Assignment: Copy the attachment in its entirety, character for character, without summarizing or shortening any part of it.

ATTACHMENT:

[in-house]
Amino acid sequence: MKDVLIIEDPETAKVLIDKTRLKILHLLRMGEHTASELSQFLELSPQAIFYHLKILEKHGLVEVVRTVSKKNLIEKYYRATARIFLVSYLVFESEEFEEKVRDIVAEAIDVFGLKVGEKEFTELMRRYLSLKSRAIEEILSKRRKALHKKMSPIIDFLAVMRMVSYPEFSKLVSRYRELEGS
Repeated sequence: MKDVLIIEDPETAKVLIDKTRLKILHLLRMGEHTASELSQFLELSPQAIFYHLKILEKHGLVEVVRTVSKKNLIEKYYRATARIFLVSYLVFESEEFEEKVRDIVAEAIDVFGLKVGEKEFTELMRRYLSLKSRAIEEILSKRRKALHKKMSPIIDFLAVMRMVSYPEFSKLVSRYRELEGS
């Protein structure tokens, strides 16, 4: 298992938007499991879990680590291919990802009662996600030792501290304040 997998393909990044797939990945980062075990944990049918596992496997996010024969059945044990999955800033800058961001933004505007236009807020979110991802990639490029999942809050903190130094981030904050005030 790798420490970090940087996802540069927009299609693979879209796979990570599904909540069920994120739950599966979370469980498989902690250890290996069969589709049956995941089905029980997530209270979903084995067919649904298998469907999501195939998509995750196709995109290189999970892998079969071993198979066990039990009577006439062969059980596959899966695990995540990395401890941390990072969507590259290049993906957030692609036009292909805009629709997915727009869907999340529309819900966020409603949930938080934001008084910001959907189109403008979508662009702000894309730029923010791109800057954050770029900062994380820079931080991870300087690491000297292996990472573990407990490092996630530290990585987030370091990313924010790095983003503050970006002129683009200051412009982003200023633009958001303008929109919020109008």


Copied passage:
[in-house]
Amino acid sequence: MKDVLIIEDPETAKVLIDKTRLKILHLLRMGEHTASELSQFLELSPQAIFYHLKILEKHGLVEVVRTVSKKNLIEKYYRATARIFLVSYLVFESEEFEEKVRDIVAEAIDVFGLKVGEKEFTELMRRYLSLKSRAIEEILSKRRKALHKKMSPIIDFLAVMRMVSYPEFSKLVSRYRELEGS
Repeated sequence: MKDVLIIEDPETAKVLIDKTRLKILHLLRMGEHTASELSQFLELSPQAIFYHLKILEKHGLVEVVRTVSKKNLIEKYYRATARIFLVSYLVFESEEFEEKVRDIVAEAIDVFGLKVGEKEFTELMRRYLSLKSRAIEEILSKRRKALHKKMSPIIDFLAVMRMVSYPEFSKLVSRYRELEGS
């Protein structure tokens, strides 16, 4: 298992938007499991879990680590291919990802009662996600030792501290304040 997998393909990044797939990945980062075990944990049918596992496997996010024969059945044990999955800033800058961001933004505007236009807020979110991802990639490029999942809050903190130094981030904050005030 790798420490970090940087996802540069927009299609693979879209796979990570599904909540069920994120739950599966979370469980498989902690250890290996069969589709049956995941089905029980997530209270979903084995067919649904298998469907999501195939998509995750196709995109290189999970892998079969071993198979066990039990009577006439062969059980596959899966695990995540990395401890941390990072969507590259290049993906957030692609036009292909805009629709997915727009869907999340529309819900966020409603949930938080934001008084910001959907189109403008979508662009702000894309730029923010791109800057954050770029900062994380820079931080991870300087690491000297292996990472573990407990490092996630530290990585987030370091990313924010790095983003503050970006002129683009200051412009982003200023633009958001303008929109919020109008």